updated 17 Feb 2010, 12:18
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Wed, Feb 17, 2010
Urban, The Straits Times
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Love beyond culture differences
by Karen Tee

Mark Teo, 32 and Ellen Philpott, 28

Theirs is an old-fashioned courtship - but carried out in the most modern of ways.

Mark Teo and his Australian wife of five years, Ellen Philpott, fell in love as university students over daily love letters, except that they were sent via e-mail.

Back in 2000, Teo had just transferred to the University of Melbourne after studying architecture for a year at the University of Tasmania, where he and Philpott were classmates.

After moving, Teo began bonding with Philpott over e-mail messages. Says Philpott, a lecturer in interior design at Singapore Polytechnic: 'A casual e-mail exchange became a daily affair and we realised we'd fallen in love.'

Teo, an architectural associate with Annex A Architects, adds: 'Going home and checking our inboxes became the most exciting highlight of the day.'

After about five months of swopping e-mail messages, Teo decided to return to the University of Tasmania in February 2001 to attend a summer workshop.

'My parents thought I was being hardworking but the real reason was to see if our relationship would work out in person,' recalls the outgoing Teo with a laugh.

Their virtual romance translated effortlessly into the real world and by the end of Teo's summer course, the two decided that they were ready for a committed relationship.

They spent the next year nurturing a long-distance relationship before Philpott moved to Melbourne to complete her degree in architecture.

It was when they moved in together that their cultural differences started to show, especially in their diets. 'I didn't realise how Asian my tastes were until I had to get used to eating cold cereal for breakfast and sandwiches for lunch,' says Teo, half in jest.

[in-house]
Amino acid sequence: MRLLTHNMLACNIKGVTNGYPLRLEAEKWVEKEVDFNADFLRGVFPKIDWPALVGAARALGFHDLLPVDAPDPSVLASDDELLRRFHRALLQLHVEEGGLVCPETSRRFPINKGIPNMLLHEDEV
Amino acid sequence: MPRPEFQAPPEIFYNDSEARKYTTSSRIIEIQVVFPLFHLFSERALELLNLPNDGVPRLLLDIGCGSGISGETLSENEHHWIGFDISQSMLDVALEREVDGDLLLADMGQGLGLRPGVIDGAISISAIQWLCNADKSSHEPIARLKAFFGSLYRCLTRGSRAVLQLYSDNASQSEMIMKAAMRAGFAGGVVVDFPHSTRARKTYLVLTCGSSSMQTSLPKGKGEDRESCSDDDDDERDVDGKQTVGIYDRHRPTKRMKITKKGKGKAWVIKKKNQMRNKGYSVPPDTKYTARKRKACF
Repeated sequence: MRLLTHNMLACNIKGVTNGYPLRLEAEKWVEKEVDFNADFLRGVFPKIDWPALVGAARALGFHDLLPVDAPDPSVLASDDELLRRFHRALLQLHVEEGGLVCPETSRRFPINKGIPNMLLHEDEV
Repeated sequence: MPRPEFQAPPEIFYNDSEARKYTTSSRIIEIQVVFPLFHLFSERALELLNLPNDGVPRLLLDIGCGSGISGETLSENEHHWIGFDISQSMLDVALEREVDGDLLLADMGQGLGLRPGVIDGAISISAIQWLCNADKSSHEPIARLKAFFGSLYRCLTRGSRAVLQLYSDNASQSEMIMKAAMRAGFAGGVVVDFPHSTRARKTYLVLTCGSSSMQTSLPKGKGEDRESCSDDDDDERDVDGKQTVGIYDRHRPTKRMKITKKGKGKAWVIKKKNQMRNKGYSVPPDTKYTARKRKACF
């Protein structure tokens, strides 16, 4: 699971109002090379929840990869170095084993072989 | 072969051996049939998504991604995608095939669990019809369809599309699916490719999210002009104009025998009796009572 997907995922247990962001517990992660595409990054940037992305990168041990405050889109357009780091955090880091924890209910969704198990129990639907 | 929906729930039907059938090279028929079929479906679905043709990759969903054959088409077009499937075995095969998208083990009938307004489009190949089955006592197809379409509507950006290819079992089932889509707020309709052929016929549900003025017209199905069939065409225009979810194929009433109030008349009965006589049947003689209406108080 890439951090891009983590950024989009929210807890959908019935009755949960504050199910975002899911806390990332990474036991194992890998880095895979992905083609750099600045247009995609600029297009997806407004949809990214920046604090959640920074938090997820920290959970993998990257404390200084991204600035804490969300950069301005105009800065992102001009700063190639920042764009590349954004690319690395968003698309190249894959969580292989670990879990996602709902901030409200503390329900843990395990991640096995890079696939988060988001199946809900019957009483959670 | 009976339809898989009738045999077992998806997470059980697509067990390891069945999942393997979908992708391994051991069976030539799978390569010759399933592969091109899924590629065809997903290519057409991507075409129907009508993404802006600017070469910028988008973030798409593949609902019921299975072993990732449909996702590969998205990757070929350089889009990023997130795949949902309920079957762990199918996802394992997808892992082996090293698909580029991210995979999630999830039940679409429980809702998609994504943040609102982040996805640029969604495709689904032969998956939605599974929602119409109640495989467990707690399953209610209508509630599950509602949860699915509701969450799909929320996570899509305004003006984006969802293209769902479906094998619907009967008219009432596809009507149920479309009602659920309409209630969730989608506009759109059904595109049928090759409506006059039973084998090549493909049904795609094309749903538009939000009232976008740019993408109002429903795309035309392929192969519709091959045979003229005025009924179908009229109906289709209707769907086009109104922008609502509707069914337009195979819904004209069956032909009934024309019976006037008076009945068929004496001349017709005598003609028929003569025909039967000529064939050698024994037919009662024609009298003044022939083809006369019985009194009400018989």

While it is common to see Chinese Singaporean women with Caucasian partners, the reverse is less so.

Asked about the perception that Singaporean men tend to be dull company, Teo replies: 'It is not about culture or race, but about the individual. Ellen and I have common values that helped bond us.'

Philpott chimes in: 'I've met a lot of boring Australian guys too.' She adds: 'We were raised similarly in families that prize hard work, family values and education. Mark is very polite and respectful to my parents, which I appreciate a lot.'

Still, there were some bumps along the way.

While her parents were fine with Teo, she knew her grandparents, both survivors of World War II, had some concerns because of his Asian background. 'But they came around quickly once they got to know Mark.'

They make yearly trips to Tasmania, where her family lives.

His parents, too, had reservations initially. 'When I rang my mum up to tell her, there was silence for a few seconds before she quickly said that she and my dad are open minded,' recalls Teo, who has an older sister.

In 2005, the pair decided to tie the knot after their graduation and move to Singapore. One reason was to allow Teo's family to get to know Philpott, the older of two girls.

It was this decision that won his family over.

Although she has grown to love the order and cleanliness of Singapore, she admits she is not exactly a fan of 'shopping, hot weather or local food'.

She is happy, though, to immerse herself in Singapore's unique cultures and spent her first year here helping out at her in-laws' shop, which sells joss sticks and joss paper.

'I think I became the neighbourhood attraction at one point,' she jokes. There, she brushed up on her basic Mandarin, Cantonese and Teochew.

Her language skills will come in useful when they eventually have kids, as they want their children to learn both English and Mandarin. She quips: 'I don't want them to be cheeky to me in Mandarin without me knowing it.'

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